ELLSWORTH — Experts are warning weather-weary Mainers to brace for high winds, low visibility and even blizzard conditions Sunday and most of Monday, throughout much of the state.
Though snow will continue to fall, meteorologists with the National Weather Service stations in Gray and Caribou said Sunday that accumulation will be small compared to the blizzard that dumped up to 3 feet of snow on Feb. 8 and 9.
“That storm had a lot of snow and wind, this storm is going to be all wind, but not a lot of snow,” said Ken Wallingford, a meteorologist with the Caribou station.
Wallingford said a powerful snowstorm in the Gulf of Maine — several hundred miles off Cape Cod, Mass., as of noon Sunday — would move its way northeast toward Nova Scotia, where it would arrive Sunday night.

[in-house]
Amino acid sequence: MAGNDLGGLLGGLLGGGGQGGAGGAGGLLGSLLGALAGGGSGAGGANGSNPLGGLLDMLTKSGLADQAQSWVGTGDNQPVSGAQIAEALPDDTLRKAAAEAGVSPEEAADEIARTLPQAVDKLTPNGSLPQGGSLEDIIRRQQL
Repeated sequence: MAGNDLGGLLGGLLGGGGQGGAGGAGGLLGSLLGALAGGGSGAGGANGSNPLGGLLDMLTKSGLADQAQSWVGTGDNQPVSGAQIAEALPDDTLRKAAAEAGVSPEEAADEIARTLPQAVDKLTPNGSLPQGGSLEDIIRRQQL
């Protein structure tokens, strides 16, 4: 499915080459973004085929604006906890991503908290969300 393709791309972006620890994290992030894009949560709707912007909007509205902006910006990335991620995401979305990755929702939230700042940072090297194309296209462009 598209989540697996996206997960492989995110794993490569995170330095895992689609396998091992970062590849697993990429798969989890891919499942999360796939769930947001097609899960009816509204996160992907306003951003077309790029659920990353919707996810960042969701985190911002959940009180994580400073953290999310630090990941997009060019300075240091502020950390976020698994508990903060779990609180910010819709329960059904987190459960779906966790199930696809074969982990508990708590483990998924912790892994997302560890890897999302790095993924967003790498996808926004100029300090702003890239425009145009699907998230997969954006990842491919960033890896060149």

The storm will bring winds between 20 and 30 mph, with gusts up to 50 mph, he said.
The National Weather Service has issued a blizzard warning for the eastern half of the state, he said, though the rest of the state will not be spared. Wind and winter weather advisories are in effect for southern and western Maine.
“For Portland, it’s currently snowing and really windy, with sea gusts up to 50 mph,” said meteorologist Margaret Curtis, of the NWS Gray station. “We have a wind advisory for the western half of the state. There’s a lot of blowing snow out there, not a lot of snow like the last one, just a couple inches in the south. But there’s a lot of blowing.”
An unrelated storm Saturday night dropped a few inches of light, powdery snow over much of the state, and more is expected to fall, totaling up to 12 inches by Monday evening. Wallingford urged Mainers to stay off the roads, if possible, as the winds pick up speed.
Around noon on Sunday, traffic cameras situated along Interstate 95 in southern Maine already showed low visibility and snowy roads. One camera, in Gray, appeared to have been covered by blowing snow.
“When you have the light, powdery snow we’ve had over the past 24 hours, and that we’ll keep getting, and then you blow that around with these winds, visibility goes down to nothing. It becomes impossible to drive safely,” he said.